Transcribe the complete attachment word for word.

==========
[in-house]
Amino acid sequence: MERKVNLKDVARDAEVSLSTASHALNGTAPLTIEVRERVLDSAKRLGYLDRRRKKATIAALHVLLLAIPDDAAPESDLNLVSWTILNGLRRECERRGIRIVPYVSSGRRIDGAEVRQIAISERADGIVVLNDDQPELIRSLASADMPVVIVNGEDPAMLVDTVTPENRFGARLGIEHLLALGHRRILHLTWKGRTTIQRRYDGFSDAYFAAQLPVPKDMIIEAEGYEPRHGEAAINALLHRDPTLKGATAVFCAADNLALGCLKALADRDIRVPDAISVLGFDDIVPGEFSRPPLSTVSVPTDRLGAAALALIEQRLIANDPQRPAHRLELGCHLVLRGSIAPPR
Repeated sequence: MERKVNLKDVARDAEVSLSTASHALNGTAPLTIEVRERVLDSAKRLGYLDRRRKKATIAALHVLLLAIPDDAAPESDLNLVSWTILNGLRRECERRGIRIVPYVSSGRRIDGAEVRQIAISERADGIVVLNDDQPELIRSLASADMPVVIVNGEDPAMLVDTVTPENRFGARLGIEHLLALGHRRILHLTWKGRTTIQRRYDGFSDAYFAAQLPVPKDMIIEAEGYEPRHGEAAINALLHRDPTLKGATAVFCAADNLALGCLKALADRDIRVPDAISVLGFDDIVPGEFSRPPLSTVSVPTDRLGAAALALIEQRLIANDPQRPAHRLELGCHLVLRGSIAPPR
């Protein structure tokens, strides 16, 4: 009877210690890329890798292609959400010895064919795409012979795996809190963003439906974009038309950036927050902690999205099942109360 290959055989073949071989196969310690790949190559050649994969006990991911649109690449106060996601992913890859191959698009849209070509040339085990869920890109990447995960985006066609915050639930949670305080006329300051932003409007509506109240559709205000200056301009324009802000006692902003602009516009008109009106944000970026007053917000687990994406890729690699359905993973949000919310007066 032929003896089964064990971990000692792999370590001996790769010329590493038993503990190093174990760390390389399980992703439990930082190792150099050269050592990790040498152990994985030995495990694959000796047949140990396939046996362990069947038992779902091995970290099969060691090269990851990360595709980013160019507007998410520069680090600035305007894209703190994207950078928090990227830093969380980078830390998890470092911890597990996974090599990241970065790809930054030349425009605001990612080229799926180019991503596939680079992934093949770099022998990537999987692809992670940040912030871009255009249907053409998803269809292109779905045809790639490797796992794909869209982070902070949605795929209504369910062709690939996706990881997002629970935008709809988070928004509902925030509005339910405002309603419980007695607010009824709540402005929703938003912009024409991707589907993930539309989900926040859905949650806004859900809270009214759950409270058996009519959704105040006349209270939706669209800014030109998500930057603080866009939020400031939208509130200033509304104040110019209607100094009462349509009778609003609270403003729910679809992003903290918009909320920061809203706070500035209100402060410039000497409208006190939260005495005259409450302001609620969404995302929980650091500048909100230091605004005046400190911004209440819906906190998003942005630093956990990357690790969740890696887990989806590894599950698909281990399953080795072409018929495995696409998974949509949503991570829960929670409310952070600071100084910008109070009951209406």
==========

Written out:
[in-house]
Amino acid sequence: MERKVNLKDVARDAEVSLSTASHALNGTAPLTIEVRERVLDSAKRLGYLDRRRKKATIAALHVLLLAIPDDAAPESDLNLVSWTILNGLRRECERRGIRIVPYVSSGRRIDGAEVRQIAISERADGIVVLNDDQPELIRSLASADMPVVIVNGEDPAMLVDTVTPENRFGARLGIEHLLALGHRRILHLTWKGRTTIQRRYDGFSDAYFAAQLPVPKDMIIEAEGYEPRHGEAAINALLHRDPTLKGATAVFCAADNLALGCLKALADRDIRVPDAISVLGFDDIVPGEFSRPPLSTVSVPTDRLGAAALALIEQRLIANDPQRPAHRLELGCHLVLRGSIAPPR
Repeated sequence: MERKVNLKDVARDAEVSLSTASHALNGTAPLTIEVRERVLDSAKRLGYLDRRRKKATIAALHVLLLAIPDDAAPESDLNLVSWTILNGLRRECERRGIRIVPYVSSGRRIDGAEVRQIAISERADGIVVLNDDQPELIRSLASADMPVVIVNGEDPAMLVDTVTPENRFGARLGIEHLLALGHRRILHLTWKGRTTIQRRYDGFSDAYFAAQLPVPKDMIIEAEGYEPRHGEAAINALLHRDPTLKGATAVFCAADNLALGCLKALADRDIRVPDAISVLGFDDIVPGEFSRPPLSTVSVPTDRLGAAALALIEQRLIANDPQRPAHRLELGCHLVLRGSIAPPR
């Protein structure tokens, strides 16, 4: 009877210690890329890798292609959400010895064919795409012979795996809190963003439906974009038309950036927050902690999205099942109360 290959055989073949071989196969310690790949190559050649994969006990991911649109690449106060996601992913890859191959698009849209070509040339085990869920890109990447995960985006066609915050639930949670305080006329300051932003409007509506109240559709205000200056301009324009802000006692902003602009516009008109009106944000970026007053917000687990994406890729690699359905993973949000919310007066 032929003896089964064990971990000692792999370590001996790769010329590493038993503990190093174990760390390389399980992703439990930082190792150099050269050592990790040498152990994985030995495990694959000796047949140990396939046996362990069947038992779902091995970290099969060691090269990851990360595709980013160019507007998410520069680090600035305007894209703190994207950078928090990227830093969380980078830390998890470092911890597990996974090599990241970065790809930054030349425009605001990612080229799926180019991503596939680079992934093949770099022998990537999987692809992670940040912030871009255009249907053409998803269809292109779905045809790639490797796992794909869209982070902070949605795929209504369910062709690939996706990881997002629970935008709809988070928004509902925030509005339910405002309603419980007695607010009824709540402005929703938003912009024409991707589907993930539309989900926040859905949650806004859900809270009214759950409270058996009519959704105040006349209270939706669209800014030109998500930057603080866009939020400031939208509130200033509304104040110019209607100094009462349509009778609003609270403003729910679809992003903290918009909320920061809203706070500035209100402060410039000497409208006190939260005495005259409450302001609620969404995302929980650091500048909100230091605004005046400190911004209440819906906190998003942005630093956990990357690790969740890696887990989806590894599950698909281990399953080795072409018929495995696409998974949509949503991570829960929670409310952070600071100084910008109070009951209406």